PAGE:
His Favorite Artist?... Einstein / by Zachary Copfer

Being in graduate school for fine art, I am constantly asked to identify contemporary artists whose work inspires me, my heroes of current art. Shawn Brixey is a name that always ends up making an appearance on my list. In the piece pictured above, he converted the sound of voices reading poetry into a beam of light. This alone is unremarkable considering a great deal of the electronics we use everyday do this very same task. However, Brixey then shot this light at a vacuum chamber containing small graphite particles. When hit with the light, the graphite particles overcame the force of gravity and began to float in the center of the chamber. At this state, the particles mimicked the physics of celestial bodies, free from Earthly gravity and in a vacuum. Unsurprisingly and yet still magically, the graphite particles took on the familiar forms of galaxies. These tiny graphite galaxies were shaped by a beam of light that was infused with poetry. So in a sense, the miniature galaxies were a physical manifestation of the poetry itself. Tiny shimmering galaxies of poetry that elude to the less literal but equally moving poetry that formed our very own Milky Way Galaxy.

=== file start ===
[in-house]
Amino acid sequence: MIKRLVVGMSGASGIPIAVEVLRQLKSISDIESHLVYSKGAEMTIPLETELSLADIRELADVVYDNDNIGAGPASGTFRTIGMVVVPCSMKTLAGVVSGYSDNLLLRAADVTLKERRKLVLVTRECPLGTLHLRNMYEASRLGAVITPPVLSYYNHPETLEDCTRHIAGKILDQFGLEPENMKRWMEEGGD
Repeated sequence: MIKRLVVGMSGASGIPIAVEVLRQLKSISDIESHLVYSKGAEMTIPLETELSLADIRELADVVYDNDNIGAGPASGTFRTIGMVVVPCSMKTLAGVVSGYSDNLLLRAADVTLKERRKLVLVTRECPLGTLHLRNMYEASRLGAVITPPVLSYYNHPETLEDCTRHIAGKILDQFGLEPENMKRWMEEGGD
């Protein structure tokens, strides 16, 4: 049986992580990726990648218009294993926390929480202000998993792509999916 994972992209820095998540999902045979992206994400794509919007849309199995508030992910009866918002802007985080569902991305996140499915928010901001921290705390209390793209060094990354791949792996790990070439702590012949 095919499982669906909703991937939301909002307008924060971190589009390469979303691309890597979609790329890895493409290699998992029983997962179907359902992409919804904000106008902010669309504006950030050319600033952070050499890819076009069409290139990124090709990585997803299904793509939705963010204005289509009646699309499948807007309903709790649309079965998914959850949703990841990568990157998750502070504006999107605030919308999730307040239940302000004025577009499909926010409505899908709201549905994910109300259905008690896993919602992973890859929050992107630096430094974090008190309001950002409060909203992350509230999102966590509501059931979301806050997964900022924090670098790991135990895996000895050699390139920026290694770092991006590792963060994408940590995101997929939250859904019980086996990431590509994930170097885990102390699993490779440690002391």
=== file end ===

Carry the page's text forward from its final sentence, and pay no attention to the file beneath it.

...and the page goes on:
What really strikes me about Brixey's work is his admiration for the science he uses in his work. Many contemporary artists using science aren't saying much about science itself. They just use technology to make interesting pieces without regard of what is being said for or about the science behind them. Some even go as far as to achieve what I consider the bastardization of science (Alba the DayGlow bunny). Brixey was once asked who was his favorite artist. He replied very simply, "Einstein". He then went on to discuss how, if polled, scientists would agree that Einstein's work was art but if one were to ask artists they would of course call it science. This belief that science is art is what Brixey's work seems to boil down to at its core. He often uses literal poetry, science and technology to stimulate the creation of an awe inspiring and naturally beautiful phenomenon. His work serves to remind us that true poetry is rooted in the processes of the universe around us and is not limited to text printed on the page of a book.